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Monday, July 17, 2017

Trying to put it into words

One week ago we started the drive back from the Upper Peninsula. It had been a week of relaxation and pleasant diversion. Michigan's Upper Peninsula is a place of primitive beauty, dark forests, thick swamp, sparsely populated, dense with trees, wild ferns and low brush. A sky so blue it looks artificial. There is nothing, and everything, and everywhere you are there is so much to see. I have spent the last week trying to digest everything, to make sense of the place, to put it it words.
And, I am surprised to admit, I am at a loss, to quote Bob Dylan "All my powers of expression and thoughts so sublime, could never do you justice in reason or rhyme." Not that I am comparing myself to Bob Dylan, whose "powers of expression" won him a Nobel Prize. But, anybody who knows me, or has spent anytime reading my blog, knows I can go on and on about very little. 

It is a magic place of power, myth, stark beauty, and ancient legend. The lake can be calm, still as glass, so clear you would swear you could touch the bottom only to find out the water is so deep a fully submerged kayak paddle is not long enough. You cruise over rocks that you know are just below the surface. It is the same lake that has recorded a 51 foot wave near Whitefish Point, not far from the Graveyard of the Shipwrecks and the Shipwreck Museum. Which is only 15 miles from where the Edmund Fitzgerald lies, all hands still manning their station.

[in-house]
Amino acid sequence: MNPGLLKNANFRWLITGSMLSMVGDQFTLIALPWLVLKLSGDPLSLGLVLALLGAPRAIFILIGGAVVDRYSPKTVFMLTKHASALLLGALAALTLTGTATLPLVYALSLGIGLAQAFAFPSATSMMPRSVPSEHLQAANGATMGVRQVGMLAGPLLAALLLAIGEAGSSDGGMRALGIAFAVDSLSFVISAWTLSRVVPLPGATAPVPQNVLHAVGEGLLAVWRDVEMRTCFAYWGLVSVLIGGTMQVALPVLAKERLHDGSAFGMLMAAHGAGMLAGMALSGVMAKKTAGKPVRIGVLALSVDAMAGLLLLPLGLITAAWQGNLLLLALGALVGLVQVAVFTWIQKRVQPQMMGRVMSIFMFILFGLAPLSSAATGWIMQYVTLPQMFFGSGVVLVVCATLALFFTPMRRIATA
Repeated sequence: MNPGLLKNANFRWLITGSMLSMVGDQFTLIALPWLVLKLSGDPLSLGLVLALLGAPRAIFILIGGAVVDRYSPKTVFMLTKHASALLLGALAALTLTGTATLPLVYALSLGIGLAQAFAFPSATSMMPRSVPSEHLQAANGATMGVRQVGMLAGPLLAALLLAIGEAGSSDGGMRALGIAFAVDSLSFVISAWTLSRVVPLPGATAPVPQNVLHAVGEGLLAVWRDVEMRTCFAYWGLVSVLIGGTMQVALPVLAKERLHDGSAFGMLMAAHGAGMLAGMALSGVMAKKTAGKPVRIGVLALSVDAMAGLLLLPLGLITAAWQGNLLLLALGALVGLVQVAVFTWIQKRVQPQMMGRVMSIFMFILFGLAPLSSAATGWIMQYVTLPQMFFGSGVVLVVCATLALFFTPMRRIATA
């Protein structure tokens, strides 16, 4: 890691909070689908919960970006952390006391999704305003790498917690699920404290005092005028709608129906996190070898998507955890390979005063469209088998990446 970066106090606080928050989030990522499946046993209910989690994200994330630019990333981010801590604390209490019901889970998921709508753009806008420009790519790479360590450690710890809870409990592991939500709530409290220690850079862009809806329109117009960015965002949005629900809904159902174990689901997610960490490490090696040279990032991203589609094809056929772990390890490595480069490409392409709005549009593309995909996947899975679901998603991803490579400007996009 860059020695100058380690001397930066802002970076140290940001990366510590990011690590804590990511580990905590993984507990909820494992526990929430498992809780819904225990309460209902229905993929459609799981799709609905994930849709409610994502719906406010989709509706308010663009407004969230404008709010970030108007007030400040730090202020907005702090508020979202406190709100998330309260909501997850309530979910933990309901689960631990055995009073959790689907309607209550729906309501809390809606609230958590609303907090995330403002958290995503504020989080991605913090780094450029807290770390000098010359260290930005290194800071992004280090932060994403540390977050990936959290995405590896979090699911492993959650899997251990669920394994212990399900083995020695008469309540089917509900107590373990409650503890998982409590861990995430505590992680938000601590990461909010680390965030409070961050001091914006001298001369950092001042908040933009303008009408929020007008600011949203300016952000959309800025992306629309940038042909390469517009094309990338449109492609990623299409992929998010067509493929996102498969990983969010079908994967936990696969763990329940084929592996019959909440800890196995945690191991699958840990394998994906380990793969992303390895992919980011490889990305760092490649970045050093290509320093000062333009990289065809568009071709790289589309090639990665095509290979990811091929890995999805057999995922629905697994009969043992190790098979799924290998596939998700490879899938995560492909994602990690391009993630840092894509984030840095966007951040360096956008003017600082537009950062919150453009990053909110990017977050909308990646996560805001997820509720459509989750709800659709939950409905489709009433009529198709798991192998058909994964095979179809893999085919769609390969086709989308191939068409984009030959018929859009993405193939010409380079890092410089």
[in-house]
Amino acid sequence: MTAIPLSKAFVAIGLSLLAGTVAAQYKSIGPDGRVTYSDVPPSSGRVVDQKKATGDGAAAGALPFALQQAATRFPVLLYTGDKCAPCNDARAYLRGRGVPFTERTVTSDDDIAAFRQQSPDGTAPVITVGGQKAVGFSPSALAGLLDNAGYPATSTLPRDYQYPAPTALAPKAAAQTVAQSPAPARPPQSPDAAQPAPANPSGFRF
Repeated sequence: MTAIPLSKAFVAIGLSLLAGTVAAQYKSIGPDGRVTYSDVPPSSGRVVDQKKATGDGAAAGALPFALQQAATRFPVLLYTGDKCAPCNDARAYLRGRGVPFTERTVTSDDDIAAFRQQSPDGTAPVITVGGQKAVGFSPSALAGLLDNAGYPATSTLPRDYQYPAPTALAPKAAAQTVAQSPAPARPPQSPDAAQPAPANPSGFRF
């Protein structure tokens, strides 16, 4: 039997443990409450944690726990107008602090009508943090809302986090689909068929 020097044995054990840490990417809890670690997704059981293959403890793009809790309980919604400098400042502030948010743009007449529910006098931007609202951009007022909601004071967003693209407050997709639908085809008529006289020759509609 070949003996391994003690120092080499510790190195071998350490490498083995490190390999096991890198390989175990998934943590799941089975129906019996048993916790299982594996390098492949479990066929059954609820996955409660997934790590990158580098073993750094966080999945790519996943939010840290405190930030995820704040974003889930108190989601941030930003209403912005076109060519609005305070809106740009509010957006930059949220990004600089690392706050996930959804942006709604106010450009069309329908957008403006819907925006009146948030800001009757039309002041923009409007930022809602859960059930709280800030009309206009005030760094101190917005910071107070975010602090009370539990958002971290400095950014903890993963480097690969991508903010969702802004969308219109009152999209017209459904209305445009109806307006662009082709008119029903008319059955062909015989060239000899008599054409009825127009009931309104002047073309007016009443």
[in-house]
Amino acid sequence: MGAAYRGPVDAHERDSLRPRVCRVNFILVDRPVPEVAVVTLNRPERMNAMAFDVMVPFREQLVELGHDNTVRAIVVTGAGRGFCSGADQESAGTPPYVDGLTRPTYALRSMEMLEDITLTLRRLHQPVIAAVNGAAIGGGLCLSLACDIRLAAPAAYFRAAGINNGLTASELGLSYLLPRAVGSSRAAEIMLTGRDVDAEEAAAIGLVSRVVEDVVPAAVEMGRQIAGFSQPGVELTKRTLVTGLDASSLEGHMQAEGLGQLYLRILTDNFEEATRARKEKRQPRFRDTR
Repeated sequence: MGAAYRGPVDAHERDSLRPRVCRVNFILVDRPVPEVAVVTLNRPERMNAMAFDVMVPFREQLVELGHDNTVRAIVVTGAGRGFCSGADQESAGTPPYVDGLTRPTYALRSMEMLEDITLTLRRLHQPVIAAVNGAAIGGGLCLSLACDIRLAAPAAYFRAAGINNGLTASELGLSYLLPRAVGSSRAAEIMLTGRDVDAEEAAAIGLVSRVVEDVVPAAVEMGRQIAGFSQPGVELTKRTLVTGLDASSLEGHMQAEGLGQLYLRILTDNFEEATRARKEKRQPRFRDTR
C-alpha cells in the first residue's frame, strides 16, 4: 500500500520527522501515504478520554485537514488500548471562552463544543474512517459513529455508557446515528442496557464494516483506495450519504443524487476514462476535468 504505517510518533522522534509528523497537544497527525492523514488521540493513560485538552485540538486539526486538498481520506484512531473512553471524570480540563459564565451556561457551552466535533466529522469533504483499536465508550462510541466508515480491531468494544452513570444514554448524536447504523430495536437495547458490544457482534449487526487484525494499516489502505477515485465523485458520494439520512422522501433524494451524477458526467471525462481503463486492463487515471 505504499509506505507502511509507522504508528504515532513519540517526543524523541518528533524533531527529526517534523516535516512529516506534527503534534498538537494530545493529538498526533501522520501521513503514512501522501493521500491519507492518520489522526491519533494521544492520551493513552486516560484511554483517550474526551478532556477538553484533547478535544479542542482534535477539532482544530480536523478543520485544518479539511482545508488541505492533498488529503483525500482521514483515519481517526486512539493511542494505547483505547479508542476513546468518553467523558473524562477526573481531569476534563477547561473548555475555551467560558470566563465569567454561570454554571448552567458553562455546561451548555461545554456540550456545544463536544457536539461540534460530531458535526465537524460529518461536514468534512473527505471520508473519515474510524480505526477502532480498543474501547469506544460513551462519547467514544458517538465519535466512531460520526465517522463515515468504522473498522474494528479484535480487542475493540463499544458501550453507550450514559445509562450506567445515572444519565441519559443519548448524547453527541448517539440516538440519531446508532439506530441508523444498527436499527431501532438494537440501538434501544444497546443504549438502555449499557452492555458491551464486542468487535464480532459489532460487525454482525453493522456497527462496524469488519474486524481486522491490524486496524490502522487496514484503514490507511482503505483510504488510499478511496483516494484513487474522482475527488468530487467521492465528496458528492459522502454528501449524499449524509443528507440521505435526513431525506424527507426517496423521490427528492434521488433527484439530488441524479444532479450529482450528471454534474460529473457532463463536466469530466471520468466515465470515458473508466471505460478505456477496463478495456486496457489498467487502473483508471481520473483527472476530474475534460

While in Marquette, the largest city on the Upper Peninsula we stopped at a lake side park, at just the right moment to watch a freighter dock and take on a load of iron ore. It was the Kaye E Barker. It was roughly the same size as the Edmund Fitzgerald, 730 feet long, 67 feet wide. Looking at it, how it dwarfed the train cars that brought the iron pellets, how the men walking across the deck looked so small, and you think how could a storm, on a lake, sink a ship so huge? But it does, and that fact fills you with awe. 

I was going to turn this into a picture post, short on words, long on images, and it turned out too wordy, so often the case. 

I am going to leave you with the following words. The Upper Peninsula of Michigan is a true hidden gem. Most of the cars we saw were from Michigan, a few from Wisconsin, and Ohio, and a rare license plate from some place else. Of all our vacations it was the brightest, most delightful, and relaxing. True, it was the first that my wife and I had alone. It is a place to visit, to love, and to share. So, I am sharing. If you don't visit, don't blame me, I told you.